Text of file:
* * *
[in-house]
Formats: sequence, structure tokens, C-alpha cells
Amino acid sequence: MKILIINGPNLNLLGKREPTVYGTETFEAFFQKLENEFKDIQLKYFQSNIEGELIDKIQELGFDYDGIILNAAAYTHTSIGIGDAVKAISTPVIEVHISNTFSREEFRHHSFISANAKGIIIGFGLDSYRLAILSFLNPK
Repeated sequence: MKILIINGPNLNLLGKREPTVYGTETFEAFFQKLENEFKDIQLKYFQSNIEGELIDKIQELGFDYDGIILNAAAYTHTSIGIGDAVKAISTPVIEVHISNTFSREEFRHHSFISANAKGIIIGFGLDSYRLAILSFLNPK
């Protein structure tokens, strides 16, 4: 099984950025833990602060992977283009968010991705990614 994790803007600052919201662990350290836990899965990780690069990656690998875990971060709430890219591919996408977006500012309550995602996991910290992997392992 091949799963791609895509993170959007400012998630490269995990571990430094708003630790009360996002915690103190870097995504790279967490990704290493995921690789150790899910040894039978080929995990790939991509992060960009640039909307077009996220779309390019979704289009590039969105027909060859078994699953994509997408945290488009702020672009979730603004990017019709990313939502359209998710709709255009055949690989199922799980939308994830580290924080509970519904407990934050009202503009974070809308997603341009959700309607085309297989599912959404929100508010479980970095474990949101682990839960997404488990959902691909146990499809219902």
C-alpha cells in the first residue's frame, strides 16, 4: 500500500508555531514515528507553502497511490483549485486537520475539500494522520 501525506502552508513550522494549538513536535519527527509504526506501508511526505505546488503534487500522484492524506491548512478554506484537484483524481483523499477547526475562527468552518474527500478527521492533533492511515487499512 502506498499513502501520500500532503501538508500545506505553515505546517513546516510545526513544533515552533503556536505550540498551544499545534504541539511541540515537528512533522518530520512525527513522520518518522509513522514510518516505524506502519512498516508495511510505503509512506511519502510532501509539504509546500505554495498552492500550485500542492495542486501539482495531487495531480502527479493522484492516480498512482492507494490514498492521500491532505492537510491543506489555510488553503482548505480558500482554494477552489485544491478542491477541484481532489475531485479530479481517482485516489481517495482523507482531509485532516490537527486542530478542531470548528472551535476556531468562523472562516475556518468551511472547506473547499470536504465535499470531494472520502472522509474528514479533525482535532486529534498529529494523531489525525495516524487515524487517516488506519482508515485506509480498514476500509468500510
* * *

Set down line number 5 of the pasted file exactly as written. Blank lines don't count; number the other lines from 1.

């Protein structure tokens, strides 16, 4: 099984950025833990602060992977283009968010991705990614 994790803007600052919201662990350290836990899965990780690069990656690998875990971060709430890219591919996408977006500012309550995602996991910290992997392992 091949799963791609895509993170959007400012998630490269995990571990430094708003630790009360996002915690103190870097995504790279967490990704290493995921690789150790899910040894039978080929995990790939991509992060960009640039909307077009996220779309390019979704289009590039969105027909060859078994699953994509997408945290488009702020672009979730603004990017019709990313939502359209998710709709255009055949690989199922799980939308994830580290924080509970519904407990934050009202503009974070809308997603341009959700309607085309297989599912959404929100508010479980970095474990949101682990839960997404488990959902691909146990499809219902």